The screen shot above shows how I have selected numerous places in a photo of a test chart to analyze. Some of these selections are poor/illegal, to demonstrate what kind of feedback will result. 

 

If you select an unsuitable edge for the program to analyze, you might get an error message when you request that the program begins the analysis. You’ll either need to select another location or another subject to measure.




Program feedback

 

Successful measurements (looking at the annotated results) are displayed in cyan. Unreliable answers (45-degree sloped edges) are displayed in yellow, and failed answers (vertical or horizontal edges) are shown in red. I set up my program options to display the answers in MTF50 lp/mm units.




Another kind of target

 

I sometimes use a razor blade as a target when I’m shooting at fairly close distances. I use an LED light to back-light the blade, so it shows up as a silhouette. In the shot above, I requested measurements on 3 sides of the blade. If I’m far enough away, it doesn’t matter if I select the sharpened razor edge or another edge. I placed a white background directly behind the blade to get good contrast.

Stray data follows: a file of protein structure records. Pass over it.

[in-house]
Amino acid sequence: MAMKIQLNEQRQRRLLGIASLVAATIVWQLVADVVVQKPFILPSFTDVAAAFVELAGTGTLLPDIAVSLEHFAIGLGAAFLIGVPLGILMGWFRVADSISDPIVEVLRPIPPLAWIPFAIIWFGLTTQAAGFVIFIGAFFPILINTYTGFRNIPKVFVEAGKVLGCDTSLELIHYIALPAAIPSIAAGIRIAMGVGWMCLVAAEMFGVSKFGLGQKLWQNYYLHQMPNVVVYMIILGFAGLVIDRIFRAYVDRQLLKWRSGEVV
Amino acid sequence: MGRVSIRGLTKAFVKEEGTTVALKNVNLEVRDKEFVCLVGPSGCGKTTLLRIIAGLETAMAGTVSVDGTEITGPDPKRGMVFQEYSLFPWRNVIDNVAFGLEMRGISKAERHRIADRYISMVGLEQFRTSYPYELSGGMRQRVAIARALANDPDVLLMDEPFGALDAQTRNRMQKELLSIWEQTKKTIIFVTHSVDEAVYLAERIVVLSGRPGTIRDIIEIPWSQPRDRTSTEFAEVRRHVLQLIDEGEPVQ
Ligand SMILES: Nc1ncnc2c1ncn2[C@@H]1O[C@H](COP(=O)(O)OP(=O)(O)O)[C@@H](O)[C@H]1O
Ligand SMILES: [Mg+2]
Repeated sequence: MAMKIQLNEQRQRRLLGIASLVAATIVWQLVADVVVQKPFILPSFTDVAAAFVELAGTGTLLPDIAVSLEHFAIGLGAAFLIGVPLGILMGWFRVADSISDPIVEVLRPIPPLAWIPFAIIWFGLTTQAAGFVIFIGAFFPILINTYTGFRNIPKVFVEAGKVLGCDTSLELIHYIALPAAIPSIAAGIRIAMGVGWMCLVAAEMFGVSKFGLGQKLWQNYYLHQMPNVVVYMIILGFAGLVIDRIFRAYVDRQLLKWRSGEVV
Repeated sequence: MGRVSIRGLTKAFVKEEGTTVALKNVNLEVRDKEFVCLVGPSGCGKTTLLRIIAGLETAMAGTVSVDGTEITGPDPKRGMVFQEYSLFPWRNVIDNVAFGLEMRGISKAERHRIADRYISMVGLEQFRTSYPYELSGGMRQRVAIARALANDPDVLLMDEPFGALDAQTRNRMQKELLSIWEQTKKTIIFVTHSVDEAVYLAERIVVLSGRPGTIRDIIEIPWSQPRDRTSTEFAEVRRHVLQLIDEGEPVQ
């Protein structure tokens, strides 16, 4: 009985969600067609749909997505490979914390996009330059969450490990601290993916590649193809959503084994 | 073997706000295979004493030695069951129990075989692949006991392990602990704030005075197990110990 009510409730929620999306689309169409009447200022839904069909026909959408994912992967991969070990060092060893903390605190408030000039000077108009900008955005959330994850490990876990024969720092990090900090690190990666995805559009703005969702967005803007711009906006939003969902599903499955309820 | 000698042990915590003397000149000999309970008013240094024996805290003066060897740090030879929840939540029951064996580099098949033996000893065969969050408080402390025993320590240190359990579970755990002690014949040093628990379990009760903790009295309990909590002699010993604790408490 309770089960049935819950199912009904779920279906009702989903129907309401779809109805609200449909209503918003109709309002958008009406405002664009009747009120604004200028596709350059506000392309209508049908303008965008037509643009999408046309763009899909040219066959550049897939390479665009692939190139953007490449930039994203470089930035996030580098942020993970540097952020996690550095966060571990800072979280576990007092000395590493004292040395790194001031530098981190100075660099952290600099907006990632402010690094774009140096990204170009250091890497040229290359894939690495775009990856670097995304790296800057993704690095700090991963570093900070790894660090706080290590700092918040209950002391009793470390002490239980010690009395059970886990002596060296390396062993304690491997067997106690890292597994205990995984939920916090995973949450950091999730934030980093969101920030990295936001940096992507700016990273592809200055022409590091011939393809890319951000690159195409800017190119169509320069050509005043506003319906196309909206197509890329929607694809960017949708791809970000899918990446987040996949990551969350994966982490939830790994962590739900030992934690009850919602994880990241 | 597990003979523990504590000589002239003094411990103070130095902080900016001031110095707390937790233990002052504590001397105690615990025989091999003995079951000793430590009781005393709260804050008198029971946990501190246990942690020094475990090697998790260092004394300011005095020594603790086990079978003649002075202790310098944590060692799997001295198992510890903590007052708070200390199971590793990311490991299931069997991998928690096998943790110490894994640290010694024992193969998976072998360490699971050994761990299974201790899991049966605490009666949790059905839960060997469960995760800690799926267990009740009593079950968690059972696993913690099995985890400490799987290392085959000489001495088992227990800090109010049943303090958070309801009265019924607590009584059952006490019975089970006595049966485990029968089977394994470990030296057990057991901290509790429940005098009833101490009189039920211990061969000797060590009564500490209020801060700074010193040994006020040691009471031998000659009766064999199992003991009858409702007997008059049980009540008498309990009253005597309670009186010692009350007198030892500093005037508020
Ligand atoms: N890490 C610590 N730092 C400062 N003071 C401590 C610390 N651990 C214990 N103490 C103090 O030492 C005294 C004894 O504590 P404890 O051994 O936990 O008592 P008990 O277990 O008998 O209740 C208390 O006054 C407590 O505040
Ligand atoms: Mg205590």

Using a precision edge from a caliper (indoors)

 

I have a handy little dual-clamp device with a pair of adjustable alligator clips that I used to hold a precision caliper. The program feedback (under the histogram) indicated that the caliper’s edge selection was 114.5 pixels. The minimum allowed selection length is about 40 pixels, but I’d recommend always using more than this.



The annotated resolution result

 

 

Again, when I select shorter sections of the edge I almost always get a higher resolution reading since the program sees less overall edge variation. The MTF50 result here was 58.2 lp/mm (2782 l/ph), or within about 4 percent of the reading from my Workpro clamp outdoors with the same 700mm lens/teleconverter combination. This shot was done at 40 feet (12.2m). The caliper’s edge is un-coated stainless steel, but I set up a strong backlight to get a good silhouette.

 

 

Whatever target you try to use for getting resolution measurements, the choice had better be carefully thought out. Rough or crooked edges just won’t cut it.  Let the program’s histogram feedback be your guide for selecting a good edge. As always, this is a ‘garbage in garbage out’ scenario.

 

Using lone edges like this won’t give you the comprehensive results that a proper resolution chart will, but if all you want is a handful of measurements then this should work fine. This is also a good way to compare a printed test chart’s quality against a precision edge.


Summary


It's hard to beat free. If you can locate a suitable subject with a good edge on it, you should be able to get lens resolution measurements. As I have said many times on my site, thanks again to that very clever Frans van den Bergh!